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Prehistoric and Ancient Times

- Arrival of Indo-Europeans -

- Iron Age Cultures -

- Supremacy of Greece -

- Ascendancy of Rome -

- The Great Migrations -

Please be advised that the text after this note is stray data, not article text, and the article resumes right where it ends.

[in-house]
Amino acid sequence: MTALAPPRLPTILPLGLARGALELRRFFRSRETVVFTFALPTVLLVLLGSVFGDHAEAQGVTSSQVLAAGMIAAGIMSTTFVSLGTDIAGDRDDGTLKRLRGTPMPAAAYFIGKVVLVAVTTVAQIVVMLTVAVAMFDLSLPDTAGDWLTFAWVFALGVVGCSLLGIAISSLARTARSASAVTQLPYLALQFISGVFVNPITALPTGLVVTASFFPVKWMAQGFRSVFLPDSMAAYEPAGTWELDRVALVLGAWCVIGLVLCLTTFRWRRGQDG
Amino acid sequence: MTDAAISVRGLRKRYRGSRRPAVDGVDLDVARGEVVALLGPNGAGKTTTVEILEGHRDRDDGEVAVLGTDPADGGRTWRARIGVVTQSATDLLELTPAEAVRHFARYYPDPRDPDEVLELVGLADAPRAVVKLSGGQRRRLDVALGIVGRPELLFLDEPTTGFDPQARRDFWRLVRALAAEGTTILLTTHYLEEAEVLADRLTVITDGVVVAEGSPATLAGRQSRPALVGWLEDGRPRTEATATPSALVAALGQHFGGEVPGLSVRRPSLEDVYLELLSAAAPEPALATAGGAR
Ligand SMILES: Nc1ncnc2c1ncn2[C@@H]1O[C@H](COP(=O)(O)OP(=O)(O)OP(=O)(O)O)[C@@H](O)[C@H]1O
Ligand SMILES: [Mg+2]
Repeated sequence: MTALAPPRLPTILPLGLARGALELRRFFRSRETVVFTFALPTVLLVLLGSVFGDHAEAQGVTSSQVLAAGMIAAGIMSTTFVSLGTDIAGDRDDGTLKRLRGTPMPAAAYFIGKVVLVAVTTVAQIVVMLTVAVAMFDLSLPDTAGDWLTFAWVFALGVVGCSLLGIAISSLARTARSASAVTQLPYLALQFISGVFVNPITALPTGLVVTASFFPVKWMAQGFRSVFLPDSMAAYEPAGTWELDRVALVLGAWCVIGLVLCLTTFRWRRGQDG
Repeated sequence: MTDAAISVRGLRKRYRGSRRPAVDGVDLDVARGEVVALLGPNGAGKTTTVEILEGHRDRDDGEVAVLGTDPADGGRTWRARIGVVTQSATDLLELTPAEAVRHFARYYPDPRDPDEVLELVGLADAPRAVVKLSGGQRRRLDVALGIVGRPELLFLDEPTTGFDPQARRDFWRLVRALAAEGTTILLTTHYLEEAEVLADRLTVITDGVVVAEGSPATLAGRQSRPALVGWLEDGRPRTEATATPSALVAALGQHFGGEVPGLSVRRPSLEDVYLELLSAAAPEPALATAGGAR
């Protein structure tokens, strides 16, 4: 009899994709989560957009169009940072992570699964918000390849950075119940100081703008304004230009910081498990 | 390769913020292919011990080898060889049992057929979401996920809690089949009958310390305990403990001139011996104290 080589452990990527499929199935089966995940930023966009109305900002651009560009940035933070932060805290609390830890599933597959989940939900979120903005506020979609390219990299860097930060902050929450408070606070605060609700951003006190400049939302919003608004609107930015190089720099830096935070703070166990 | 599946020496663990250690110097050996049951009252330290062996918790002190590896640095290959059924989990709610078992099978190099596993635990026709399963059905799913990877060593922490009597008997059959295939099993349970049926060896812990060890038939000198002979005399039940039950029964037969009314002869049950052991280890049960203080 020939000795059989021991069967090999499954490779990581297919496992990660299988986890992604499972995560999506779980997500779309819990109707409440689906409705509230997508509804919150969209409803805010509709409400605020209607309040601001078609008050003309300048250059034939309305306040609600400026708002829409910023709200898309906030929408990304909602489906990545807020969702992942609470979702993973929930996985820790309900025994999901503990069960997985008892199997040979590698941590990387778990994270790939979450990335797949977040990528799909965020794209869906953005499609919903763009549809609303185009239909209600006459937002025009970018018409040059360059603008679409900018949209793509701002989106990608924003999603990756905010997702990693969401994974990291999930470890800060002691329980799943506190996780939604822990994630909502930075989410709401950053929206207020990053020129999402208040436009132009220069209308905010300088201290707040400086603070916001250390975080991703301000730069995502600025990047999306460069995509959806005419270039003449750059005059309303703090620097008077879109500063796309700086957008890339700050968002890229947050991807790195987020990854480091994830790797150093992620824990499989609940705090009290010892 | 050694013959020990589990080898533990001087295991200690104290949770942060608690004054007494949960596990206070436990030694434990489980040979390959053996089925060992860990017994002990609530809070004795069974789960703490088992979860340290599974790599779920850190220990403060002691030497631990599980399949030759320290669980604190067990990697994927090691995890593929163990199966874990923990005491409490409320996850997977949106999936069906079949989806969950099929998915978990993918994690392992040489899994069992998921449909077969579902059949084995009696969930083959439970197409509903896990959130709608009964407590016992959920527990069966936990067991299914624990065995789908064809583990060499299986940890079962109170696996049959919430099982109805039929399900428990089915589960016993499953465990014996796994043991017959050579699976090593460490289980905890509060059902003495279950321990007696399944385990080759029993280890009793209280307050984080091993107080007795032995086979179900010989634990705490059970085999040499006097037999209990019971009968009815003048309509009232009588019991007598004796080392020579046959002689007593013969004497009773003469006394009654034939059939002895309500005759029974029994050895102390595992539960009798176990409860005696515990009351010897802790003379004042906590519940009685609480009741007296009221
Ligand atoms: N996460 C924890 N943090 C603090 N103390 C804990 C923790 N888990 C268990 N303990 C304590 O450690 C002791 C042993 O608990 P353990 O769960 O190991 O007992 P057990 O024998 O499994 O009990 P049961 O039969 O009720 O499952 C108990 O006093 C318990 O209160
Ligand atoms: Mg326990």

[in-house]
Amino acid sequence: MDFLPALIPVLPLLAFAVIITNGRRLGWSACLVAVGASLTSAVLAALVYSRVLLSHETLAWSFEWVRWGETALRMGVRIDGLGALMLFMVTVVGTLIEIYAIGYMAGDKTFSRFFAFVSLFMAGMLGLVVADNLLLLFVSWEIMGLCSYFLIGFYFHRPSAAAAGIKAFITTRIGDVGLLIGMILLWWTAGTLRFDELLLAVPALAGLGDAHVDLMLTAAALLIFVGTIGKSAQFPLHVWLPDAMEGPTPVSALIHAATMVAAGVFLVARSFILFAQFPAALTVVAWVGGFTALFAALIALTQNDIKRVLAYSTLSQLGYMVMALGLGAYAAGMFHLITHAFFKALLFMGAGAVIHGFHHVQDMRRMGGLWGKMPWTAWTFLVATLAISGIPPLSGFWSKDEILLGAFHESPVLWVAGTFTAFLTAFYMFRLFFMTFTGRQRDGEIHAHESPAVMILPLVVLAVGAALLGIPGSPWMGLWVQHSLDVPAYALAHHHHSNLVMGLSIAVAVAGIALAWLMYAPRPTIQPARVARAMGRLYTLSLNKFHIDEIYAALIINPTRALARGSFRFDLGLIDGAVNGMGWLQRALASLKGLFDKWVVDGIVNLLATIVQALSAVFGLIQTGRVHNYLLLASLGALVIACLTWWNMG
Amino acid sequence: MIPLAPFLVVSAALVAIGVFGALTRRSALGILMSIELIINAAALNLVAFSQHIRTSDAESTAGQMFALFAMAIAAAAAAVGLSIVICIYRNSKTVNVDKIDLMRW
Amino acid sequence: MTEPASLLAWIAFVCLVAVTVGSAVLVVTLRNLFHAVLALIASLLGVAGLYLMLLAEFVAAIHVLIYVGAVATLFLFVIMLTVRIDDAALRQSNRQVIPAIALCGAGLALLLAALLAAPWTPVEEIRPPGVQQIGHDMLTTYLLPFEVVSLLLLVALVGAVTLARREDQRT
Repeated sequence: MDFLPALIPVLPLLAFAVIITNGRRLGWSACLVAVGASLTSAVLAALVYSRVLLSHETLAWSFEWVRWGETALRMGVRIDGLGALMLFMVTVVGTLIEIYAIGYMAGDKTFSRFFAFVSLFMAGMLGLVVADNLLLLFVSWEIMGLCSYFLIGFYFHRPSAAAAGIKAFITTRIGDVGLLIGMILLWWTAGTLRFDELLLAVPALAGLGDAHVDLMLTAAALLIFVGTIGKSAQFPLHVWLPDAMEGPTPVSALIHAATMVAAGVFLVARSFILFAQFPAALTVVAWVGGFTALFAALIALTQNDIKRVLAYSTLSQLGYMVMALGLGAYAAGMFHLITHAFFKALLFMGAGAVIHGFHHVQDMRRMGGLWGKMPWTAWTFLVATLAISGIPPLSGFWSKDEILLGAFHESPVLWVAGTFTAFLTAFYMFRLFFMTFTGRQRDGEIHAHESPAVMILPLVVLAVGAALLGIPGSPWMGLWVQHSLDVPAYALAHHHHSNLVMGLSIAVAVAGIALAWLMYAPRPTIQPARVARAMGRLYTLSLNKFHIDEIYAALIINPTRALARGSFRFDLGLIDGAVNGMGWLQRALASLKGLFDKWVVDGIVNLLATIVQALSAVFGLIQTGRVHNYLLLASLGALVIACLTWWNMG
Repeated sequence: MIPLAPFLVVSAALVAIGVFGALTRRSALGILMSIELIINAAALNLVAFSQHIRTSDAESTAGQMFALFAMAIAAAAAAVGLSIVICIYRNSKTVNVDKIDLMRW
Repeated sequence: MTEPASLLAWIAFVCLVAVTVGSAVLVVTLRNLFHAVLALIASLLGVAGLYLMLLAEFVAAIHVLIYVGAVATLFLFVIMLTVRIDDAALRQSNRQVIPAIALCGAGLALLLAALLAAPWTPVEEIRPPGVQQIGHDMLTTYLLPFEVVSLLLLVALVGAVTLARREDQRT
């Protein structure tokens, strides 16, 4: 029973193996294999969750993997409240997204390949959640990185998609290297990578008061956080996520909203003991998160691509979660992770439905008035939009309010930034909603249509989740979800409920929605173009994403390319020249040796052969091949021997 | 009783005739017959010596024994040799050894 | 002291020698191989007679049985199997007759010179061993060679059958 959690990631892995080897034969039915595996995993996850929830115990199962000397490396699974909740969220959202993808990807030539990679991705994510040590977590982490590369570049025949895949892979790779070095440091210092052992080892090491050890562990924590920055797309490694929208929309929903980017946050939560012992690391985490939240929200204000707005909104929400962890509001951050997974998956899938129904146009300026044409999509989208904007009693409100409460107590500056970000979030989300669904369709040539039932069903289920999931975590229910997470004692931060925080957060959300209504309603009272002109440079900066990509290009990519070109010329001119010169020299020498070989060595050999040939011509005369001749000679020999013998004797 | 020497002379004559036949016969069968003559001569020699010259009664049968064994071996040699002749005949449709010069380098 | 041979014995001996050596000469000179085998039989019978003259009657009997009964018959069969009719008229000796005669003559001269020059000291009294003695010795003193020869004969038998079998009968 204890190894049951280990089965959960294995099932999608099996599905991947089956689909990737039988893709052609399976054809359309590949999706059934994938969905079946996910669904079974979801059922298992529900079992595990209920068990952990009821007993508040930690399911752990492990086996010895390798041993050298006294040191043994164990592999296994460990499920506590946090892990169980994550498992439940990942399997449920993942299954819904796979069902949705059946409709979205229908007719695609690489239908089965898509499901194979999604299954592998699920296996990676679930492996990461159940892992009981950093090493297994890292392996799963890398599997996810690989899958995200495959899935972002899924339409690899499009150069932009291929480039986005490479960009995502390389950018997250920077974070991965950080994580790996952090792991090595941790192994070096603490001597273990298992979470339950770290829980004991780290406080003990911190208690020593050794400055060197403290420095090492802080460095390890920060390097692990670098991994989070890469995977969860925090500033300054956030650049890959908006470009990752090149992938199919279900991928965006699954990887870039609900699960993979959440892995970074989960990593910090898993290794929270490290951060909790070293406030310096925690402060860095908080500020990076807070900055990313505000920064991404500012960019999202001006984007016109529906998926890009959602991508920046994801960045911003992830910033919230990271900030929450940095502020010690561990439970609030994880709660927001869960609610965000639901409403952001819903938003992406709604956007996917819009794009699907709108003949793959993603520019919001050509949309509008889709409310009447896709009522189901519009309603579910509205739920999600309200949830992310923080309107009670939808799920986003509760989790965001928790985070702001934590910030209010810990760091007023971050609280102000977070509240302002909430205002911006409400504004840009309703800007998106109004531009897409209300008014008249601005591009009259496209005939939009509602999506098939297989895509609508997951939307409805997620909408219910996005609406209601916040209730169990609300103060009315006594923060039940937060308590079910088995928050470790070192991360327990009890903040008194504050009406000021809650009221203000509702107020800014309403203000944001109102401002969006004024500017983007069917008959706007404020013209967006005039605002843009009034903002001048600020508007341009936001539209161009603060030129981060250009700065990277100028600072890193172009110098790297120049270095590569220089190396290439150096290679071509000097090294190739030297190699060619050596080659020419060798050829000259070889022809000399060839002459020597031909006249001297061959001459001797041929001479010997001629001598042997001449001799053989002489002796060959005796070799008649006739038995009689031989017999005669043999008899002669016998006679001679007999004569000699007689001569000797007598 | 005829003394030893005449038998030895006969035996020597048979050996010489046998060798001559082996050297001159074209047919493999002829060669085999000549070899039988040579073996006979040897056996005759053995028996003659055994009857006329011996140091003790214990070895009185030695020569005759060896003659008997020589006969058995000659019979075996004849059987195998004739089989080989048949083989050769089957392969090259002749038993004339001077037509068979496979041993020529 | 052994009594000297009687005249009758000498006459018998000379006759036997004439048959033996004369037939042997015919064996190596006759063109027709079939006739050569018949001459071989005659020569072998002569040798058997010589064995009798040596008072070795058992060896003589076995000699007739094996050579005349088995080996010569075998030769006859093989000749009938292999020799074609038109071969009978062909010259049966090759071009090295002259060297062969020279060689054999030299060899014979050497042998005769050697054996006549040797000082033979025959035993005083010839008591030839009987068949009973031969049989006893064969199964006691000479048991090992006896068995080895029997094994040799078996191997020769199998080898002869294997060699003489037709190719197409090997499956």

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Modern humans (Homo sapiens) first appeared in Europe during the late Paleolithic Era (the Old Stone Age). Hunters and gatherers, they left behind notable examples of art, dating from approximately 32,000 to 10,000 years ago, that have been found in more than 200 caves, mostly in Spain and France. Some 10,000 years ago, at the end of the Pleistocene Epoch—the most recent of the Ice Ages—the climate began to improve and gradually approached that of the present. In time, Neolithic (New Stone Age) people developed agricultural economies that replaced hunting. During the 6th millennium bc, farming spread over most of western Europe. Some of these Neolithic cultures, beginning about 5000 bc, erected huge stone monuments (megaliths) either as grave structures or as memorials of notable events. Early Neolithic development was especially intense in the Danube and Balkan areas, in the so-called Starcevo (near Belgrade in present-day Serbia) and Danubian cultures. In the southern Balkans the Sesklo culture (in Thessaly, ancient Greece) had developed complex proto-urban forms by 5000 bc. This in turn led to the Dimini culture (also in Thessaly), which was characterized by fortified villages. Excavations in the Balkans have shown that copper was in use in that area about 4000 bc, during the Vinca culture (4500?-3000? bc). By this time, trade, especially in amber from the Baltic, was becoming more and more important. In central Europe (Bohemia, in what is now the Czech Republic) large deposits of copper and tin facilitated a bronze technology during the 3rd millennium bc. Typical royal or aristocratic burials of this period were covered by barrows or tumuli, but by the late 2nd millennium bc a change occurred; cremation then became common, and burial by urn (in urnfields) became the established custom.

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